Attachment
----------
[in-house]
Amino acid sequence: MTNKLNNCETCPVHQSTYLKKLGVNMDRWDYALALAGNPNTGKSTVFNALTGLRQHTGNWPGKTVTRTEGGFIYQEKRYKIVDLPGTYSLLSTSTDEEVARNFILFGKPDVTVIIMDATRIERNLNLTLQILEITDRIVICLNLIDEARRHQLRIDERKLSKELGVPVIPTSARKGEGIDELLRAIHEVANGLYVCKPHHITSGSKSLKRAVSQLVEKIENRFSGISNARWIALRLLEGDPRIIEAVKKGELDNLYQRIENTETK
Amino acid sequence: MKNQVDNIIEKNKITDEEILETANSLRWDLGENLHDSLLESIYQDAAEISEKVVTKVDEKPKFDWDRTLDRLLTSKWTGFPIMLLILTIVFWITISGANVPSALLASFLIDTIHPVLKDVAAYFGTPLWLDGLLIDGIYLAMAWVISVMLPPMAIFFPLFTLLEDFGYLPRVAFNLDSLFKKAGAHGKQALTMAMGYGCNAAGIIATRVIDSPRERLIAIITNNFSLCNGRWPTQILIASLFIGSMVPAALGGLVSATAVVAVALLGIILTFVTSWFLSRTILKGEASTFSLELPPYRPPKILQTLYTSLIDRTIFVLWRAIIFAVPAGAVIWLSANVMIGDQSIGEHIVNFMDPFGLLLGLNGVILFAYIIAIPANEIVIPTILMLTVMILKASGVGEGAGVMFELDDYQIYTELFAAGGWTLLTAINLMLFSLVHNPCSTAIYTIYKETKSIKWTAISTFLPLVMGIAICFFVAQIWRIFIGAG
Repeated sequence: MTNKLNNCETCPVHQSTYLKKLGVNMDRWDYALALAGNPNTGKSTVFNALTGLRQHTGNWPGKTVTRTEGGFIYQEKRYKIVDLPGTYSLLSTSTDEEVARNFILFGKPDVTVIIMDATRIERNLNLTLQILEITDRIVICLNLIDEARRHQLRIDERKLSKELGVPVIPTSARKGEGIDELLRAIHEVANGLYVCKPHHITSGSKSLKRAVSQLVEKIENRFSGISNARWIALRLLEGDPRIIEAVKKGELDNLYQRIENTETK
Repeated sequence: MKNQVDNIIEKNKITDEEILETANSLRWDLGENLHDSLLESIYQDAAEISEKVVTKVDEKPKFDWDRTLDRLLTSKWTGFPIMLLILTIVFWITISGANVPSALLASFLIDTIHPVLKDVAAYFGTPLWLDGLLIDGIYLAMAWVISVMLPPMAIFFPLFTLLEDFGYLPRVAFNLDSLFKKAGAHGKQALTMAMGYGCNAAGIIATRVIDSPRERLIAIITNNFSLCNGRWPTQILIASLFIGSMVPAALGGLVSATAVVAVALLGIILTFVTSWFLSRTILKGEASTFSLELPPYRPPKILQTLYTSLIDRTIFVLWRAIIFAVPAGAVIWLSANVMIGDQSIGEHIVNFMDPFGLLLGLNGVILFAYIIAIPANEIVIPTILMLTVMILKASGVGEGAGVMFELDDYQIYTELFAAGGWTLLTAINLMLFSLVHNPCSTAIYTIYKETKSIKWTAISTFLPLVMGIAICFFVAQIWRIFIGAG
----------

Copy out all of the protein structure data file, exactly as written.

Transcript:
[in-house]
Amino acid sequence: MTNKLNNCETCPVHQSTYLKKLGVNMDRWDYALALAGNPNTGKSTVFNALTGLRQHTGNWPGKTVTRTEGGFIYQEKRYKIVDLPGTYSLLSTSTDEEVARNFILFGKPDVTVIIMDATRIERNLNLTLQILEITDRIVICLNLIDEARRHQLRIDERKLSKELGVPVIPTSARKGEGIDELLRAIHEVANGLYVCKPHHITSGSKSLKRAVSQLVEKIENRFSGISNARWIALRLLEGDPRIIEAVKKGELDNLYQRIENTETK
Amino acid sequence: MKNQVDNIIEKNKITDEEILETANSLRWDLGENLHDSLLESIYQDAAEISEKVVTKVDEKPKFDWDRTLDRLLTSKWTGFPIMLLILTIVFWITISGANVPSALLASFLIDTIHPVLKDVAAYFGTPLWLDGLLIDGIYLAMAWVISVMLPPMAIFFPLFTLLEDFGYLPRVAFNLDSLFKKAGAHGKQALTMAMGYGCNAAGIIATRVIDSPRERLIAIITNNFSLCNGRWPTQILIASLFIGSMVPAALGGLVSATAVVAVALLGIILTFVTSWFLSRTILKGEASTFSLELPPYRPPKILQTLYTSLIDRTIFVLWRAIIFAVPAGAVIWLSANVMIGDQSIGEHIVNFMDPFGLLLGLNGVILFAYIIAIPANEIVIPTILMLTVMILKASGVGEGAGVMFELDDYQIYTELFAAGGWTLLTAINLMLFSLVHNPCSTAIYTIYKETKSIKWTAISTFLPLVMGIAICFFVAQIWRIFIGAG
Repeated sequence: MTNKLNNCETCPVHQSTYLKKLGVNMDRWDYALALAGNPNTGKSTVFNALTGLRQHTGNWPGKTVTRTEGGFIYQEKRYKIVDLPGTYSLLSTSTDEEVARNFILFGKPDVTVIIMDATRIERNLNLTLQILEITDRIVICLNLIDEARRHQLRIDERKLSKELGVPVIPTSARKGEGIDELLRAIHEVANGLYVCKPHHITSGSKSLKRAVSQLVEKIENRFSGISNARWIALRLLEGDPRIIEAVKKGELDNLYQRIENTETK
Repeated sequence: MKNQVDNIIEKNKITDEEILETANSLRWDLGENLHDSLLESIYQDAAEISEKVVTKVDEKPKFDWDRTLDRLLTSKWTGFPIMLLILTIVFWITISGANVPSALLASFLIDTIHPVLKDVAAYFGTPLWLDGLLIDGIYLAMAWVISVMLPPMAIFFPLFTLLEDFGYLPRVAFNLDSLFKKAGAHGKQALTMAMGYGCNAAGIIATRVIDSPRERLIAIITNNFSLCNGRWPTQILIASLFIGSMVPAALGGLVSATAVVAVALLGIILTFVTSWFLSRTILKGEASTFSLELPPYRPPKILQTLYTSLIDRTIFVLWRAIIFAVPAGAVIWLSANVMIGDQSIGEHIVNFMDPFGLLLGLNGVILFAYIIAIPANEIVIPTILMLTVMILKASGVGEGAGVMFELDDYQIYTELFAAGGWTLLTAINLMLFSLVHNPCSTAIYTIYKETKSIKWTAISTFLPLVMGIAICFFVAQIWRIFIGAG